Rousseff's campaign gradually gathered momentum and polls started giving her a place in the race ahead of the rightists' candidate José Serra. US-friendly journalists and CIA agents probed into her readiness to forge a secret deal with Washington and predictably found out that the plan stood no chance as Rousseff firmly pledged allegiance to president da Silva's course. The CIA reacted by attempting to smear Rousseff, and the media immediately floated a myth about her extremism. They unearthed police informants who posed as “witnesses” of her involvement in bank robberies meant to grab money to support terrorism in Brazil. The conservative media waged a war of ratings and touted in a chorus the pro-US José Serra as the uncontested front-runner and Rousseff – as a purely nominal rival. The situation nevertheless stabilized and Rousseff eventually emerged as the campaign leader thanks to president da Silva's personal support.

Rousseff's score fell 3-4% short of making her the winner in the first tour of the elections. The outcome of the runoff will largely depend on the supporters of the Green Party's Marina Silva Vaz de Lima who polled third in the elections with 19% of the vote. The battle over the supporters of the Green Party in underway, and Shannon's shadowy team will no doubt do its best to broker an alliance between Serra and Silva.

Rousseff's flock visibly shed their initial triumphalism – the runoff is a difficult game, and their candidate's opponents are implicitly backed by the powerful and resourceful Empire which is known to have routinely propelled hopeless candidates to victory. Brazil's media – the O'Globo media holding, the Abril publishers, influential papers like Folha de Sao Paulo, and the Veja magazine - are busily brainwashing the country's electorate.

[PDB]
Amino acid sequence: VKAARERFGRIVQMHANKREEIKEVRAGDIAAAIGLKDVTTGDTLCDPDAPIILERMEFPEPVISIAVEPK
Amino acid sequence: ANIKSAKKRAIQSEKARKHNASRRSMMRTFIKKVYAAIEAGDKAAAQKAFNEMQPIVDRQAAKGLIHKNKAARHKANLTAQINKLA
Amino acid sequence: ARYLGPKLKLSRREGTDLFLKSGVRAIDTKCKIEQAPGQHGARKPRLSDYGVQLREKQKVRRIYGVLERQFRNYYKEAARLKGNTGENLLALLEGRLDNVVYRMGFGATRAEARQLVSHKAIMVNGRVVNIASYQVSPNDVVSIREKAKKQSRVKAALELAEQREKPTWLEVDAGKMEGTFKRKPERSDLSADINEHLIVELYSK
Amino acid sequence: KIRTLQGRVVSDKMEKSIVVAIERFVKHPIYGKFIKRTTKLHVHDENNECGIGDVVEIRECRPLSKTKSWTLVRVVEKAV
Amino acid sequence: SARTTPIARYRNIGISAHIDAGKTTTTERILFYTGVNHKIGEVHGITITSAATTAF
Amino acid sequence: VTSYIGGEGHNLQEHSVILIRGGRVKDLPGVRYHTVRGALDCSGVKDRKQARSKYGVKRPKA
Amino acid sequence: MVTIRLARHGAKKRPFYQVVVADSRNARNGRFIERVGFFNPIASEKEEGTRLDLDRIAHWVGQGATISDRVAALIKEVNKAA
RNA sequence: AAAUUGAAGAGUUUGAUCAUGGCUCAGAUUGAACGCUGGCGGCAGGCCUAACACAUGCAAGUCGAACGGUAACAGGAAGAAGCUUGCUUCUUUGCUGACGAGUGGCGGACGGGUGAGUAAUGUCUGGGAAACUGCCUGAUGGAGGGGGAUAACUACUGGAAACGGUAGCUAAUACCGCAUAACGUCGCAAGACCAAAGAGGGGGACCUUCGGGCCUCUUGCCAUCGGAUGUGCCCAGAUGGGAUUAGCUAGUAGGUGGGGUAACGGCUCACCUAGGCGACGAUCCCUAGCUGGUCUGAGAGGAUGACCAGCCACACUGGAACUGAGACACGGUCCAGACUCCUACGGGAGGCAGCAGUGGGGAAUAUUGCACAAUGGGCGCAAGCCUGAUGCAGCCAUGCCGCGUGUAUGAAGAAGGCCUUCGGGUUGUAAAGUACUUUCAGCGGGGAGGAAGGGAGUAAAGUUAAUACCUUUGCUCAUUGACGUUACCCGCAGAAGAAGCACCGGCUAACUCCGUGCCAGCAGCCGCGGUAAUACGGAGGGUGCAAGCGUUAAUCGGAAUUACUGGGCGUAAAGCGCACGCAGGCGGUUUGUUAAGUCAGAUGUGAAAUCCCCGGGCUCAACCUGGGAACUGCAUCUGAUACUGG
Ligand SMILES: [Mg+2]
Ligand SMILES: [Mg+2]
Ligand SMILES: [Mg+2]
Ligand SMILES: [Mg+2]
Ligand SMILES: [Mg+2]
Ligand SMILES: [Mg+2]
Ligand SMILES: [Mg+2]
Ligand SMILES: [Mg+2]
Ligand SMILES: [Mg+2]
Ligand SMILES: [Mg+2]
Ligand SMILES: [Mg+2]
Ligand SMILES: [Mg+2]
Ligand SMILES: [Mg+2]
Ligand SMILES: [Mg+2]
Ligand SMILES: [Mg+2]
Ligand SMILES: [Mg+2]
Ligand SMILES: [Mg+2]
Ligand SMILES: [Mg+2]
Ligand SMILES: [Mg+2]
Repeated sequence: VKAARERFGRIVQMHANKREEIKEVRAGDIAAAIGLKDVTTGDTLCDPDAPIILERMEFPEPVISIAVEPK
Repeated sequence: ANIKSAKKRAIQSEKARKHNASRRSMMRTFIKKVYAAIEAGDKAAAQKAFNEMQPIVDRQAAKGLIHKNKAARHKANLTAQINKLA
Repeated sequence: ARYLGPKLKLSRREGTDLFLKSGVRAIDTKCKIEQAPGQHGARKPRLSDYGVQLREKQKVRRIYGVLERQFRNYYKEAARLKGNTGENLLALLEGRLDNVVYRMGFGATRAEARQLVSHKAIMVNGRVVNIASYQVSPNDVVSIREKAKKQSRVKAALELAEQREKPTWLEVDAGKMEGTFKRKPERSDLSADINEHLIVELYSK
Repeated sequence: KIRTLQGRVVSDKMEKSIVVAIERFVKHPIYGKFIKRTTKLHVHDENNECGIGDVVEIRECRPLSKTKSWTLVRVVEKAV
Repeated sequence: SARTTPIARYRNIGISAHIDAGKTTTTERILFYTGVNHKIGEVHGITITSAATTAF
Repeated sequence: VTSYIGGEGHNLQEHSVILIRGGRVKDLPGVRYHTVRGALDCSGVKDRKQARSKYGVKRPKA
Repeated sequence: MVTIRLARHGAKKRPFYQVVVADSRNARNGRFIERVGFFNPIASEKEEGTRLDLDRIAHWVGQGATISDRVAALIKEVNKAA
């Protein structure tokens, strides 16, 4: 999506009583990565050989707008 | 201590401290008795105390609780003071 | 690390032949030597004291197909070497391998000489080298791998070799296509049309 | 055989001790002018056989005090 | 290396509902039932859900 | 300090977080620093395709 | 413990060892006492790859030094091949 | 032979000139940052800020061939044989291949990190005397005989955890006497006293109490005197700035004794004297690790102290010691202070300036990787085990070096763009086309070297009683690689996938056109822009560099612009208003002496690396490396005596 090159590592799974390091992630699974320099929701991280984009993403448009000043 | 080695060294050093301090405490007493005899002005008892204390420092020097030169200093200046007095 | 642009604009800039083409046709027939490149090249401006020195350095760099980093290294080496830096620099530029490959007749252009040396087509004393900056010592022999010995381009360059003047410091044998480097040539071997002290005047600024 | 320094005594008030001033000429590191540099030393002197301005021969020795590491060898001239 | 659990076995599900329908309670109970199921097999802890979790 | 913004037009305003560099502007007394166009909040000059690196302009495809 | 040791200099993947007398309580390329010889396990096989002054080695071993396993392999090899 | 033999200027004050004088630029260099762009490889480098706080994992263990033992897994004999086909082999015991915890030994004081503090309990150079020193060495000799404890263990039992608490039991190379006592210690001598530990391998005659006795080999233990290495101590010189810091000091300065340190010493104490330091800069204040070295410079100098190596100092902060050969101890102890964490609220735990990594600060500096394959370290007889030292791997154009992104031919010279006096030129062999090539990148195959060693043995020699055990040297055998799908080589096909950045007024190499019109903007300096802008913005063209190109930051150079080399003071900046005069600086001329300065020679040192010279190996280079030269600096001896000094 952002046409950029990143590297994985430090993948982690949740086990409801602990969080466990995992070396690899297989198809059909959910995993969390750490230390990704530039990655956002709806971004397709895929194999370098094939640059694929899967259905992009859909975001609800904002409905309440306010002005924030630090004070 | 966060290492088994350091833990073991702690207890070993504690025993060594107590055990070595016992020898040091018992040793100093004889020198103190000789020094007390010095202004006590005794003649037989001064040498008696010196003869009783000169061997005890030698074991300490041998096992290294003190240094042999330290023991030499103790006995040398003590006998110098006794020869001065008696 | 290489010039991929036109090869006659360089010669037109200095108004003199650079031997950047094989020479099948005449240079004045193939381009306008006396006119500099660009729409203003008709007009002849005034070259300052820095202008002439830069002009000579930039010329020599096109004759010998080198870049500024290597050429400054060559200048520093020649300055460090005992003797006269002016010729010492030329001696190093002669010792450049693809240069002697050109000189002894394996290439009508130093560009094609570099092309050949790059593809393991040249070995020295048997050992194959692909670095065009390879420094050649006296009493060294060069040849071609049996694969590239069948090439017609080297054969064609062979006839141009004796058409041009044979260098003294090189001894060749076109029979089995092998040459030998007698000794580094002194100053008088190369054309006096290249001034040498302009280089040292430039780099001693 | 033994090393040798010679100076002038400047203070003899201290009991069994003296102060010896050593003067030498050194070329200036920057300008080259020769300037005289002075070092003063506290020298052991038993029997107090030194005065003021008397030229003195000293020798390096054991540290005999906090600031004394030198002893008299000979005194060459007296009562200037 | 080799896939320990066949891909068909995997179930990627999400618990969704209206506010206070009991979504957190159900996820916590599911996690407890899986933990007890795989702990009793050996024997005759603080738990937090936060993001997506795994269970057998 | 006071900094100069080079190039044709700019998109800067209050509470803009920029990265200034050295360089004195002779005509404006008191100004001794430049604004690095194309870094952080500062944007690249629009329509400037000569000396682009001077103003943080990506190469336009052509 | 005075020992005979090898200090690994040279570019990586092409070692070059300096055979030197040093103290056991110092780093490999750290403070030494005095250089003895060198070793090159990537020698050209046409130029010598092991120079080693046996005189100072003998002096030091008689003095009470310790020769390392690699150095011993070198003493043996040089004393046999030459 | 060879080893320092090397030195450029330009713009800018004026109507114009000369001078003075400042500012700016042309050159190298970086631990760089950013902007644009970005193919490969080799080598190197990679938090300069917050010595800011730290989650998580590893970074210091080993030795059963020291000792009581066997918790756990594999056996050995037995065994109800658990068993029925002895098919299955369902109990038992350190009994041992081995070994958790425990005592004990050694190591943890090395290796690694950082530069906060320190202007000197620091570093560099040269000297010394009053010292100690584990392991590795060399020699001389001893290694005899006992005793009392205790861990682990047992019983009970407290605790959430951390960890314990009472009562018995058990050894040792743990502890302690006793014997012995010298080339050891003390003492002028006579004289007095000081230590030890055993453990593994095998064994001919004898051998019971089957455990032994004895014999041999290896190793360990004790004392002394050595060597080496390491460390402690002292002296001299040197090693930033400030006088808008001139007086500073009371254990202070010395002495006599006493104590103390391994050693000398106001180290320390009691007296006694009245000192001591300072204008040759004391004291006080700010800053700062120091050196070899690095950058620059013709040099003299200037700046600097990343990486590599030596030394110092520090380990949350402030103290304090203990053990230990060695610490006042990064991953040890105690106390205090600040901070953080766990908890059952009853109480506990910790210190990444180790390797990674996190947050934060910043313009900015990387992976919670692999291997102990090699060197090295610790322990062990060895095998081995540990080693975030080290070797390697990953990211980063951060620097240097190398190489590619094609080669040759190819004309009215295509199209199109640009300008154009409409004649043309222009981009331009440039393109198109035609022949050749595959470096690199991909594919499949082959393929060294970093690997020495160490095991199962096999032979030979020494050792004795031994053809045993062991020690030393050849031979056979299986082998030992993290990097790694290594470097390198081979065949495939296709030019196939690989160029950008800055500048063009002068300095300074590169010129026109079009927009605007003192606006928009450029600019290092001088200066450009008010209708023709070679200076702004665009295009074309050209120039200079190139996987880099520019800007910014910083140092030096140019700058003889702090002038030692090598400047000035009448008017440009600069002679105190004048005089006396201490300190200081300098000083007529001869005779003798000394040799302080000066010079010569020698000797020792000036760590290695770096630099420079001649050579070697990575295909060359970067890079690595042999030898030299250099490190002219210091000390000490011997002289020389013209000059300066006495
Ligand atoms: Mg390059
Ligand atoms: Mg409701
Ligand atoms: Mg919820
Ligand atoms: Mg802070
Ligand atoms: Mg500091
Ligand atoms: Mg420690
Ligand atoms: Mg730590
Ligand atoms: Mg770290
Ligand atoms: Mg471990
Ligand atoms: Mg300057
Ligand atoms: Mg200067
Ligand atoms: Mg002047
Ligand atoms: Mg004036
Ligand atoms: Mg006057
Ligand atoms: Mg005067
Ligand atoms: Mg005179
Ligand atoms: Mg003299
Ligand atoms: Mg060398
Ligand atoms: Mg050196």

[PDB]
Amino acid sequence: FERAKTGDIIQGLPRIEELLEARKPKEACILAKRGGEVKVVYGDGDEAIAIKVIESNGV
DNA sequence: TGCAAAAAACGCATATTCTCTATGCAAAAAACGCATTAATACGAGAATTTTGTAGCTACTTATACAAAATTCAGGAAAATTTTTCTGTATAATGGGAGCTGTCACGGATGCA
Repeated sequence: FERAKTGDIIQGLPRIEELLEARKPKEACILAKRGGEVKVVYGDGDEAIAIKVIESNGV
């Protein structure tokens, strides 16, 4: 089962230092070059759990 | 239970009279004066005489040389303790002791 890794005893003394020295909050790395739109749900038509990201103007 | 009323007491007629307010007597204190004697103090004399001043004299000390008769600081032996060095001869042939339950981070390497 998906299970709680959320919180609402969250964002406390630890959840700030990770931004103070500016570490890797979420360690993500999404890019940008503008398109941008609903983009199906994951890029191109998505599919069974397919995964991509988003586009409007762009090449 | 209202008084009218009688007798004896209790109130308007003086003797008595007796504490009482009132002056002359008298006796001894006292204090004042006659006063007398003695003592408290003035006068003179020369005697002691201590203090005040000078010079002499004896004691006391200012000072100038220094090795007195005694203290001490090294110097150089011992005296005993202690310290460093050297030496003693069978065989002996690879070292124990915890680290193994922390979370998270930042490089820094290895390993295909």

Shannon's team is facing the mission of helping “fresh forces” less prone to defiance in dealing with Washington get a grip on power in Brazil. From this standpoint, just the right player is the Green Party where the CIA agents have long gained serious positions as the US was traditionally interested in the ecological problems of the Amazon basin. At the moment the CIA is courting the Greens' leaders and activists and, parallelly exacting promises of positions for them in the coming government from Serra's campaign managers. Washington must be doing a rush job considering that Silva and her entourage plan to decide on October 10 on which side of the scales to throw their weight in the runoff. Rousseff, on the other hand, also has the potential to attract the Green Party's supporters considering that Silva was a member of president da Silva's government till 2008.

The CIA employs former Brazilian policeman fired from their posts for various reasons to do the field work like surveillance, apartment penetrations, computer data thefts, and blackmail. In the majority of cases, these are individuals with ultra-rightist leanings who regard Serra as their candidate. Brazil's ministries, intelligence community, and military-industrial complex are heavily infiltrated by US agents. The US Embassy and consulate staff in Brazil includes some 40 CIA, DEA, FBI, and army intelligence agents, and Washington plans to open 10 new consulates in Brazil's major cities such as Manaos in Amazonia.

While the US Department of State is downsizing the diplomatic representation worldwide in an effort to to cut budgetary spending, Brazil remains an exception from the rule. The country has a potential to establish itself as a geopolitical counterforce to the US in the western Hemisphere withing the coming 15-20 years and the US Administrations – under Republicans and Democrats alike – are preoccupied with the task of preventing it from taking the role.